Waterlogged ground could have played a role in a gas explosion that killed a man, investigators have said.
Paul Wilmott, 63, died in the blast at a detached house in Springwood, Haxby, near York on 19 February.
A report by police and health and safety investigators said the explosion was caused by a gas pipe that fractured after floor slabs shifted, possibly because of the recent wet weather.
It ruled out health and safety breaches and found no evidence of criminality.
The copper pipe had been installed when the property was built in the early 1970s, in accordance with the standards of the day.
It had corroded over a long period of time and fractured at the point where two concrete floor slabs met.
This resulted in an uncontrolled gas escape which ignited, causing the explosion.
The report by North Yorkshire Police and the Health and Safety Executive said, due to wet weather before the explosion, the ground around the property had become waterlogged. This could have caused the floor slabs to move, breaking the pipe.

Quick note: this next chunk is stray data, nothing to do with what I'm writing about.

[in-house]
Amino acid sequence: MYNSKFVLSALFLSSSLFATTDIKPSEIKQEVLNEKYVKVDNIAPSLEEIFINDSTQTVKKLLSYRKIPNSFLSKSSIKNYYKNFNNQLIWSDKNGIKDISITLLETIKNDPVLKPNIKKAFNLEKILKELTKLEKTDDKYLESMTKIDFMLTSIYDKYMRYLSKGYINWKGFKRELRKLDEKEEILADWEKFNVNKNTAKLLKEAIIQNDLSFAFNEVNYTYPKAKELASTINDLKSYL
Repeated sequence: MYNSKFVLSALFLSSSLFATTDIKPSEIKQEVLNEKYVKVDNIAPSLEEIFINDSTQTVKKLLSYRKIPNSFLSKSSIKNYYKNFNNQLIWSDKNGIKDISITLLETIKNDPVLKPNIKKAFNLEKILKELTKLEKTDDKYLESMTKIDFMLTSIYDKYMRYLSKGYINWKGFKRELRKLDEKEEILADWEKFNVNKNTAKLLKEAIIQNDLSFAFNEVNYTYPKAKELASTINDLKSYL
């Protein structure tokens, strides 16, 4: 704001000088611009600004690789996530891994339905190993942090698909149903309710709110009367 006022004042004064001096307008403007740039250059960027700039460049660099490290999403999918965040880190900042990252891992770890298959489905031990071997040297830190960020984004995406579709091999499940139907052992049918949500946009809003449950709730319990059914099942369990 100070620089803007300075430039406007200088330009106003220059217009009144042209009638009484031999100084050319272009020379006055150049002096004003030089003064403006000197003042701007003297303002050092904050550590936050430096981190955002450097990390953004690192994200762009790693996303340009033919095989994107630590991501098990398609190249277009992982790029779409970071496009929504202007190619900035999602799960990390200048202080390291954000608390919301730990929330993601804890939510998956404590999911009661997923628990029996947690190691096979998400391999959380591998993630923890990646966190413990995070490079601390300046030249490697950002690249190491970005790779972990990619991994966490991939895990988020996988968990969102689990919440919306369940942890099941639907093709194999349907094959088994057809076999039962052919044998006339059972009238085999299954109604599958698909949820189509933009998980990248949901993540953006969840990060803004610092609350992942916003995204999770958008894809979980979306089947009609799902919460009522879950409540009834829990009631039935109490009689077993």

The Gas Safe Register said it was a “very unusual” type of failure but residents in the area who were still concerned might wish to contact a registered gas engineer to undertake a safety check of the their gas pipework and appliances.
Det Ch Insp Allan Harder, of North Yorkshire Police, said: “It was a very unusual set of circumstances that led to this tragic incident.
“It is important that residents know what caused the explosion and that they can make an informed decision about what to do next, based on the advice from Gas Safe Register.”
A report is to be passed to the coroner for the future inquest into Mr Wilmott’s death.
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Source:: BBC world news feed